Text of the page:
This is Part II of Companies As Buy-And-Sell Commodities. See Part I, Companies As Buy-And-Sell Commodities – Workers, Customers and Country As Costs. Also see Wall Street’s War Against the Real Economy & We, the People.
In Part I I wrote about a pattern we see over and over again: buying up good companies, shedding and outsourcing the workers, cutting their pay and benefits, outsourcing and cheapening the product or service, fleecing and mistreating the customers, closing the offices and factories and running up debt. If you want to make a few hundred million, here is the game:
1) Find a good company that still respects its workers, paying decent wages and benefits, still respects its customers and produces a quality product or service, still respects and has ties to its community and keeps a plant open, maybe sponsors a little league team, etc. These are all “costs” to cut.
2) Use other people’s money: Work with an investment bank to finance the buyout, with the company itself as collateral, and pay the banking fees from the financing.
3) Cut. Cut costs, including the quality of the product or service and customer support operations. Externalize environmental costs onto the community. Wait for the union contract to expire and offer wage cuts and elimination of benefits and refuse to negotiate (where are they going to get other jobs?), fire union organizers, threaten to close the operations and move them overseas, and don’t worry about labor laws – they aren’t enforced anymore.
4) After breaking the union and cutting costs, close the plant. outsource production to China.
5) Now the books look better because of reduced costs, so take on new financing and pocket it.
6) Further stoke up the books for a couple of quarters using gimmicks like pushing product into distribution channels to make sales look better than they are, find another buyer and pass what’s left to them to repeat the cycle – there are always more costs to cut.
7) Pocket your millions, then go back to step 1 and repeat the process with another company.
This is the buyout game and it is part of the story of what has happened to our economy, our jobs, our communities and our country. It has become a machine, with profits fueled by tax and social incentives. These incentives create a formula that follows the steps described above, with an inevitability to the consequences. Because it CAN be done, of course it IS done. It is a great game for short-term profits for a few. It is justified as “finding efficiencies” and the ideology behind it insists that the profits prove the market demands the behavior.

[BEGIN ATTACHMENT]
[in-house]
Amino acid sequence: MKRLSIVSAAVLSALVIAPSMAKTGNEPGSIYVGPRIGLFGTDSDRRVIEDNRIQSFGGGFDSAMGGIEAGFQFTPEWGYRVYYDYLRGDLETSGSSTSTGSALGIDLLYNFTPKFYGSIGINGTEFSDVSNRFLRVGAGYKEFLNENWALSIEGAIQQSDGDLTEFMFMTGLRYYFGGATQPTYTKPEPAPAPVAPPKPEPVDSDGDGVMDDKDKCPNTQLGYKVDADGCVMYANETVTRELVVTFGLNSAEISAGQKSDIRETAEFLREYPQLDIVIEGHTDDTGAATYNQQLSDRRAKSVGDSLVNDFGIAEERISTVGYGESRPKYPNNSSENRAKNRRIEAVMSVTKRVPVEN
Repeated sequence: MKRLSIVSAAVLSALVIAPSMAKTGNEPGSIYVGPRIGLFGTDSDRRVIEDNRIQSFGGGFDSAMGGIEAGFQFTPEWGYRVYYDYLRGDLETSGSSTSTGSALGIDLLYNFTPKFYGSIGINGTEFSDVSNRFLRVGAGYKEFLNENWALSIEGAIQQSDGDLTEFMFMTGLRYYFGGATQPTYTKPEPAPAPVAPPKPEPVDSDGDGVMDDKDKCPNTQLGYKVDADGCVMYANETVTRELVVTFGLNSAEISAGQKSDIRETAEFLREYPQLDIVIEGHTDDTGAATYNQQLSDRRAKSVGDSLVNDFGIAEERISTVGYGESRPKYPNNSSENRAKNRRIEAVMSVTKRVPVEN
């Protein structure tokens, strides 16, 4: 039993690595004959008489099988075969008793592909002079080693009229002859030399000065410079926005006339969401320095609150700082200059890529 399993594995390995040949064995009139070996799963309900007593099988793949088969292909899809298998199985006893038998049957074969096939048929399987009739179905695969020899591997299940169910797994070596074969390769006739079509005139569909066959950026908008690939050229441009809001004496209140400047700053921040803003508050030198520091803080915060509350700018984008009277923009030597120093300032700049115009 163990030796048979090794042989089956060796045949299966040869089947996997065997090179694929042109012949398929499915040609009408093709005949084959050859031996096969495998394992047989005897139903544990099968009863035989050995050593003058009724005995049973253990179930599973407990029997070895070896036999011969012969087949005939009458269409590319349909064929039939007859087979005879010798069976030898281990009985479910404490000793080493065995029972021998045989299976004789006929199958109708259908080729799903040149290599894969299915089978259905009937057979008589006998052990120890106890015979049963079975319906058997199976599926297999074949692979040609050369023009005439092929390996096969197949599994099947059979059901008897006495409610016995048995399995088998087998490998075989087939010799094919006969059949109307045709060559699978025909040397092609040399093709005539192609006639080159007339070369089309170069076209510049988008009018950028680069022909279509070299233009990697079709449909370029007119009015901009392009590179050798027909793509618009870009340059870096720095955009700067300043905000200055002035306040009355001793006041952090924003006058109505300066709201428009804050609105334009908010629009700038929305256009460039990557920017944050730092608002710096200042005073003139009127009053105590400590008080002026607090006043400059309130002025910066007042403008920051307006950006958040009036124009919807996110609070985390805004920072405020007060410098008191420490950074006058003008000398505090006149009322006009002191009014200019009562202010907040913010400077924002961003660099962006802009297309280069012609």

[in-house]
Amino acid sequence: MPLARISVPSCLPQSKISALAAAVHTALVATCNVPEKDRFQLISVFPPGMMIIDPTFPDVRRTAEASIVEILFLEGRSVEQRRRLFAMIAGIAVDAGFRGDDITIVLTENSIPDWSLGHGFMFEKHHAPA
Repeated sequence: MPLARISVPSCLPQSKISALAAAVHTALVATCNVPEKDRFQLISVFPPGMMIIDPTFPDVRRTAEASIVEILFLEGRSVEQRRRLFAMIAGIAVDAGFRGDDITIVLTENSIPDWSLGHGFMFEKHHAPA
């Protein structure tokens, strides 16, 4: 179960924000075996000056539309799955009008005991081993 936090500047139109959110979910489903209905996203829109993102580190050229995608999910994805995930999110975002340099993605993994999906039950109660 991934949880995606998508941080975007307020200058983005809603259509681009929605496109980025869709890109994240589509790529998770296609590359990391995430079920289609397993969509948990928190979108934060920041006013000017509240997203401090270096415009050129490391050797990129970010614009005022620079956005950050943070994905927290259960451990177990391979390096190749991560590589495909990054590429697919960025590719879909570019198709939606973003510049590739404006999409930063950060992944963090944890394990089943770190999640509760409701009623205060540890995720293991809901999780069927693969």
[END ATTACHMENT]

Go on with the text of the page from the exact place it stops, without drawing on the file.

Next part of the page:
Machines do not have human concerns, they just do what they are designed to do. Their engines burn the fuel that powers them, their gears turn. As an example of what I mean take a look at what happens when this machine encounters companies that provide assisted living for the elderly A year ago I was helping the SEIU get the word out about the private equity game and especially the firm Lazard, which had been purchasing assisted living, retirement and nursing homes and putting them through the machine. I wrote then, in When Seniors Are the Product. Look at how they were treating our most vulnerable people,
OK, we have the perfect combination here. We have elderly, frail, sick, vulnerable, and they have some money. They are a captive audience, too, because people in this situation are not people who can pack up and move somewhere else. Senior care is a big business. You’re talking about chains with hundreds of facilities each with dozens or even hundreds of living units you’re talking REAL money. So in today’s economy you’re talking about a perfect target for exploitation.
[. . .] Atria was set up by Lazard LLC., a “financial advisory and asset management firm.” Lazard is a private equity, or “buyout” firm. Yep, one of those big Wall Street outfits that you are reading more and more about. Lazard is supposedly based in Bermuda even though it lists [pdf] its “principal offices” as New York, London, Paris and Milan. (Its website doesn’t even list Bermuda on its “global presence” map. Wink, wink, nod, nod.) On their website they say that a core value is Citizenship,
[. . .] Here is what is going on: Atria has been reducing services, raising rates, cutting wages, and generally treating the residents and employees like money trees that exist to be squeezed.
In Extreme Wealth Just Isn’t Enough, I looked at what could be motivating the people who do this,
Already extremely wealthy, it just isn’t enough. It’s never enough and it seems the more you get the more you need. You need it bad enough to squeeze more and more money out of old people too frail to even shower without help. You need to so bad that you keep the wages of people as low as you can and you do everything in your power to keep them from forming a union. You need that money. You need that money. You need that money. And you do what you have to do to get even more.
In Living and Working at Atria, I described how the machine turns people into nothing more than economic units
We are people, not economic units, and there is a difference. This may be a difficult concept to grasp after three or four decades of constant corporate-funded “free market” propaganda. But people make decisions for higher reasons than just making or saving a buck or two. Most people, anyway.
[. . .] The caregivers at Atria, at every level, deserve to be treated with respect and compensated fairly for their work.
But they’re not. Of course.
Of course, this is all exactly what Atria and Lazard and Bruce Wasserstein are counting on. This is what the people and pension funds and others who park their money at Lazard are counting on. To them the seniors and the workers are just economic units, revenue streams and costs to cut, to be replaced if they don’t perform efficiently.